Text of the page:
The man proceeds to show me his own blond, beloved, four legged dude. He tells me the Ancient Greeks held dogs in high esteem because they posses almost divine-like attributes.
Vestiges of the ancient city are still visible: Thracian walls, Hellenistic towers, a Roman staircase, a reservoir dating from the Middle Ages. We pick our way across strewn boulders to stand on the crumbling walls where lie some of the best views of the modern city and its 350,000 inhabitants.
There’s a punchline, quipped by locals and adopted in a high-profile media campaign in 2013 that is part self-deprecation, part self-promotion. It was lovingly quoted to me on multiple occasions when I sought advice on the beautiful sights to visit: You know you’re in Bucharest, not Budapest don’t you?
Imagine the national response should a motorhome-driving Romanian legitimately come to UK to use our health services and accidentally set his van on fire.
Poor old Brno, always the bridesmaid never the bride. Everybody’s been to Prague, whether it’s a lads weekend sampling the Staropramen in copious quantities, a cultural visit to the castle, or a romantic saunter over the Charles Bridge. But Brno? Where on earth is that?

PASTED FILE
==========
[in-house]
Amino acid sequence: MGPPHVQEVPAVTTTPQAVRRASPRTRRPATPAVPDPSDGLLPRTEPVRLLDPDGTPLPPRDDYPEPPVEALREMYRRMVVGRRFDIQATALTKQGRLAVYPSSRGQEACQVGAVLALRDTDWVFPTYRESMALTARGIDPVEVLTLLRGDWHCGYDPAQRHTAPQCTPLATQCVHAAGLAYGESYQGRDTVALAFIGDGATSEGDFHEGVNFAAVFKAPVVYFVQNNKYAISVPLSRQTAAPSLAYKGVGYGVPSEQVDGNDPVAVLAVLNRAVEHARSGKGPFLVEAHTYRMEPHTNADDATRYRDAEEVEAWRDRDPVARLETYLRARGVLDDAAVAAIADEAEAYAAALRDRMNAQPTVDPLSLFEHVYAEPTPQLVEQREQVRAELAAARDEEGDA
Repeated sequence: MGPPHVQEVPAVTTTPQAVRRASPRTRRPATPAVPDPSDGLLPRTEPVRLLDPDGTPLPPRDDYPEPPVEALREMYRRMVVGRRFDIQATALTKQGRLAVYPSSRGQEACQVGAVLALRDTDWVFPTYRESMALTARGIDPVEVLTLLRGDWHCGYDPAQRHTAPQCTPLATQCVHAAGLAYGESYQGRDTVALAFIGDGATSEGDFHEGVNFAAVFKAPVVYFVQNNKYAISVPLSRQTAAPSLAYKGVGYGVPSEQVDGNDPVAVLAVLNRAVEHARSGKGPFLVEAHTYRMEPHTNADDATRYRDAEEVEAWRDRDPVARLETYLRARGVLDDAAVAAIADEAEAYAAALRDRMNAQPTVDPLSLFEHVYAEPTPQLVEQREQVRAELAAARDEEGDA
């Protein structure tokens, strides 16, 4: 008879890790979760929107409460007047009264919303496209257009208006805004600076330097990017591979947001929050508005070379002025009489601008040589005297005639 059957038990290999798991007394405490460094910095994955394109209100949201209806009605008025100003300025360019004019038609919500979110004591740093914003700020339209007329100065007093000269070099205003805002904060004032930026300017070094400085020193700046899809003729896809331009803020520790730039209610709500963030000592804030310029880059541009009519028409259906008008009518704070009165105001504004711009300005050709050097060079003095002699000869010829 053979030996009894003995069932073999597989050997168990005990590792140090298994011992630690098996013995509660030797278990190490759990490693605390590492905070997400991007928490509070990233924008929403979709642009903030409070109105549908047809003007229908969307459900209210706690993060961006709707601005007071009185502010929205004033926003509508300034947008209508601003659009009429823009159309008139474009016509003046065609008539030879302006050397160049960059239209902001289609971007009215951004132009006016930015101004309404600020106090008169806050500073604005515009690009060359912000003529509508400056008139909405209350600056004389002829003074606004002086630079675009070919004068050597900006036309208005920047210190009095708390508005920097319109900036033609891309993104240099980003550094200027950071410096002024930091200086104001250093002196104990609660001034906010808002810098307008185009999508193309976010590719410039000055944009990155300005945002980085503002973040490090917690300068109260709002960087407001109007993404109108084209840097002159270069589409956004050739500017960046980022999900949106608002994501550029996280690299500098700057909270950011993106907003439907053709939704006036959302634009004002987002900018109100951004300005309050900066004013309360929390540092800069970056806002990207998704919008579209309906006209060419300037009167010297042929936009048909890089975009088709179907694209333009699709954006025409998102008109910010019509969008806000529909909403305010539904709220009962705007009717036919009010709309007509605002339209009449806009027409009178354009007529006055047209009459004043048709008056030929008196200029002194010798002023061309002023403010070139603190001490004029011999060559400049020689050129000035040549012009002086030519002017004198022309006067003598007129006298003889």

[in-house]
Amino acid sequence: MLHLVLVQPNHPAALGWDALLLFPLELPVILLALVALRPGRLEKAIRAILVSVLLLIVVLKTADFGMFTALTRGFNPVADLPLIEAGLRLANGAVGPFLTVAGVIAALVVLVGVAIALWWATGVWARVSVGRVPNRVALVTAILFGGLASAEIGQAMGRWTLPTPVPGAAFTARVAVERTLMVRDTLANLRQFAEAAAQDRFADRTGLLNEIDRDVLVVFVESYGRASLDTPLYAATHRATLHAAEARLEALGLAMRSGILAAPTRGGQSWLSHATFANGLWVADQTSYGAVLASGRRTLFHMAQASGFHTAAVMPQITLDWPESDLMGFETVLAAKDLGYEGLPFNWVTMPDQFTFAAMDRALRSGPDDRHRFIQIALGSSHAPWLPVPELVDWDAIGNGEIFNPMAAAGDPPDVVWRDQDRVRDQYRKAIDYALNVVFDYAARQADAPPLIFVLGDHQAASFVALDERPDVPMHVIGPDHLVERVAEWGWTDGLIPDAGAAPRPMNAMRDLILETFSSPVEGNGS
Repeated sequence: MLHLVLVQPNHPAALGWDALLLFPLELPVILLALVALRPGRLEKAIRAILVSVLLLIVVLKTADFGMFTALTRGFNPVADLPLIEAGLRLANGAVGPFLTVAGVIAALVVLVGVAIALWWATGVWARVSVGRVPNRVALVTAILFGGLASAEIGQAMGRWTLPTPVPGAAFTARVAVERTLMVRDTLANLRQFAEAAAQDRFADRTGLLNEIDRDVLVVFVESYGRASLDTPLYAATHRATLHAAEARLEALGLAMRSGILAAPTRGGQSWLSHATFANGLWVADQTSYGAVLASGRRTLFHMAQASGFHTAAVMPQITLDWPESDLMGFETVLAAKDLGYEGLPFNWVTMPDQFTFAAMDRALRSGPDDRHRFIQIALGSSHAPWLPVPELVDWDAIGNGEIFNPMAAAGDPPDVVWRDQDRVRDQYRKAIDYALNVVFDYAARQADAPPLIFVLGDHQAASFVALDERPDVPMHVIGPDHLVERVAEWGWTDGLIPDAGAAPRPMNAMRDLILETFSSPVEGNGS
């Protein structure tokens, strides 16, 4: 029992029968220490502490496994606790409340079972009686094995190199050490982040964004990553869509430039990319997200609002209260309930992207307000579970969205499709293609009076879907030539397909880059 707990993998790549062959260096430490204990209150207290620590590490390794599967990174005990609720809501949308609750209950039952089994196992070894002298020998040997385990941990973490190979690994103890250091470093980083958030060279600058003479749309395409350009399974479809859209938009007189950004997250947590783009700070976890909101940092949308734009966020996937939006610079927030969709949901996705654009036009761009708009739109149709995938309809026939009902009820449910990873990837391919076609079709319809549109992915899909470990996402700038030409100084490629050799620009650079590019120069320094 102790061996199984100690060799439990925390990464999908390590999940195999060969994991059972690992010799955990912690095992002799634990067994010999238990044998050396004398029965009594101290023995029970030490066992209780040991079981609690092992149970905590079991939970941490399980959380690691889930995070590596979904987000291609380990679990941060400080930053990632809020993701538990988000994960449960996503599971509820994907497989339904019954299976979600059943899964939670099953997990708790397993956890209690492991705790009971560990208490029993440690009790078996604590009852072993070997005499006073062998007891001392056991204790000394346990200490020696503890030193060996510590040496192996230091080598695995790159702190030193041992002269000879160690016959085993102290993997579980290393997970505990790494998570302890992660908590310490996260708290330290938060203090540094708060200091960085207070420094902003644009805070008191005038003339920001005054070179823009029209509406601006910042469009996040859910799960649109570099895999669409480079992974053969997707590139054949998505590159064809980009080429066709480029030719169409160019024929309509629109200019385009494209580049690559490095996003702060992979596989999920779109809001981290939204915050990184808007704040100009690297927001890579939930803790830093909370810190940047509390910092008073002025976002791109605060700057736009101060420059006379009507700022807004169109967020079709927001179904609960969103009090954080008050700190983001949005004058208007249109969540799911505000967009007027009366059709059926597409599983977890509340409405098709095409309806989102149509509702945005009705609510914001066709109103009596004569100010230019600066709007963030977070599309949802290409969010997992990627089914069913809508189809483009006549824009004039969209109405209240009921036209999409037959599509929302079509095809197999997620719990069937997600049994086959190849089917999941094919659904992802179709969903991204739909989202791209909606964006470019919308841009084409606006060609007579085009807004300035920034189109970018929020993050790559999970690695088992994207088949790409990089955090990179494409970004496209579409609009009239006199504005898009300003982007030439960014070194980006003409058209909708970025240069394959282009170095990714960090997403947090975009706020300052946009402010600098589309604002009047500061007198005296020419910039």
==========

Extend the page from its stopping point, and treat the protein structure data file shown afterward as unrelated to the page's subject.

The rich tapestry of Budapest’s history is woven throughout the city from the largest synagogue in Europe to the neo-Gothic splendour of Fisherman’s Bastion.
I learned to love both sides of you: late nights downtown, ruined bars in the Jewish quarter; an ice cream in Magrit park, an early morning spa at the foot of the Gelert hills.
With the New Bridge in your sights and the Blue Danube coursing underneath, your admission to the city is observed by a giant, eyeball-like UFO…
An enormous glass tower, recently built on top of the original blast furnace, is the highest geographical point in Ostrava; it studs the dusk sky like a diamond lain on velvet. Flaking iron pipes pierce the troposphere. Walkways and conduits criss-cross crumbling concrete buildings.
You don’t need a stash of 10 pence pieces bursting from one of those crappy plastic moneybags. Instead you exchange your entrance fee for one of those festival-style wristbands. This allows you to enter and re-enter the place all day long. The machines are all free-play.